Campaign let the four stooges in charge of the major holding companies—Publicis Groupe, Omnicom Group, IPG and WPP—share their thoughts on Cannes. Maurice Lévy whined over the failed merger between Publicis Groupe and Omnicom Group, while John Wren made zero mention of the event. Michael Roth opened with a thinly veiled reference to the non-marriage, segueing to brag about his company’s focus on doing award-winning work. Gee, it seems like only yesterday when Howard Draft admitted that 80 percent of his agency’s output sucked, arguably quite an underestimation. Sir Martin Sorrell offered the best commentary:
This year’s event will, no doubt, be the biggest yet and I have some sympathy for those who worry if it has become a little too corpulent. How long, they wonder, before it collapses under its own weight?
Where I part company from the detractors, though, is the point at which they begin to pine for the “glory days” of advertising.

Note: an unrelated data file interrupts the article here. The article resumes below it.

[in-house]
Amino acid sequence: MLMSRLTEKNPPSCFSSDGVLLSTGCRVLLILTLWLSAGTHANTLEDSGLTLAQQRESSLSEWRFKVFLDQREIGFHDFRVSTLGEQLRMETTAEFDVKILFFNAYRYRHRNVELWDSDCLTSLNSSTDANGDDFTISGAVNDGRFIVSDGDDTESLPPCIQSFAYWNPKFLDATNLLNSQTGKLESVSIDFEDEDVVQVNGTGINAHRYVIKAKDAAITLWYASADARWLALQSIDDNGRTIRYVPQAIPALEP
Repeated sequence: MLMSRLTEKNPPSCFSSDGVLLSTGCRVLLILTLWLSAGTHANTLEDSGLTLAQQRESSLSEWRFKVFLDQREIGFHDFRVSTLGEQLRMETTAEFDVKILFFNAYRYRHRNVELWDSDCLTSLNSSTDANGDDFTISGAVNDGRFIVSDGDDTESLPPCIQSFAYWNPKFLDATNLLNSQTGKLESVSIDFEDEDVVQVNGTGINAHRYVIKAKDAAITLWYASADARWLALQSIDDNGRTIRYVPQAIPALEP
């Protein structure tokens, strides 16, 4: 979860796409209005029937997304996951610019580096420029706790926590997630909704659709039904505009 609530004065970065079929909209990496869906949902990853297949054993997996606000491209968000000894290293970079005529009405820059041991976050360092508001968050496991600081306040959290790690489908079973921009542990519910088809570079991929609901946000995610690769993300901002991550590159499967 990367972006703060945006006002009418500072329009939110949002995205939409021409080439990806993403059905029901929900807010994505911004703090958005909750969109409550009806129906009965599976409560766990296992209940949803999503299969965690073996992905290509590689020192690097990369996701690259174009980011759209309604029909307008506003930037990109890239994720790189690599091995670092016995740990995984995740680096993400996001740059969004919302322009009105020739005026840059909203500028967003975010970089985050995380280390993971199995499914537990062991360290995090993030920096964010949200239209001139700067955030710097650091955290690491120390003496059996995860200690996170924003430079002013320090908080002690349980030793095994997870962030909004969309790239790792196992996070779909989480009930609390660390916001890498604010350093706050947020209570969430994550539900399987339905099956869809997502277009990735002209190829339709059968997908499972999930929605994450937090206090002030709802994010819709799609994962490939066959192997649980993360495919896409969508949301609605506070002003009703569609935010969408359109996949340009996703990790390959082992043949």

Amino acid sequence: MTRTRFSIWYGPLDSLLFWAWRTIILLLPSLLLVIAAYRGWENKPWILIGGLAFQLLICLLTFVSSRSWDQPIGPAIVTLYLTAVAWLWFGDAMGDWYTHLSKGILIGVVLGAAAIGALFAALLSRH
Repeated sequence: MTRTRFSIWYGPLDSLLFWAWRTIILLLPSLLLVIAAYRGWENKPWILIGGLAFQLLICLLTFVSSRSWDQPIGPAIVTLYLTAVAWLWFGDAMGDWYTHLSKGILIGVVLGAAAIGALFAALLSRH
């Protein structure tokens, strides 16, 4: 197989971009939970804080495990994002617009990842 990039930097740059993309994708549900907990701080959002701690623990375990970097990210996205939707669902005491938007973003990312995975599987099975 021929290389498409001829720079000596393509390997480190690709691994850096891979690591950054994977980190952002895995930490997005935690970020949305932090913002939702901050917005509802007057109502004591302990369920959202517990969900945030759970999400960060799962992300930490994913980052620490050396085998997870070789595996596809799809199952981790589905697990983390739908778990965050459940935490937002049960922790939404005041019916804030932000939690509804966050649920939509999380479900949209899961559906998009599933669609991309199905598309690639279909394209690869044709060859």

Ask them to describe those days and they will wax heroic with tales of creative derring-do and epic lunches. But listen closely and, all too often, what you hear them describe is essentially an exclusive club: Euro-centric, male and mono-medium.
Today’s Cannes may be big and brash, but it’s also emphatically open, diverse, international and multidisciplinary (extending even to areas such as healthcare communications and data). In other words, it’s a reflection of our modern industry and society.
Um, somebody tell Sir Marty that women comprise 27 percent of this year’s Cannes judges. And minorities are even more underrepresented at the gala. Indeed, Cannes 2014 is an accurate reflection of our modern industry—which continues to not reflect our society at all.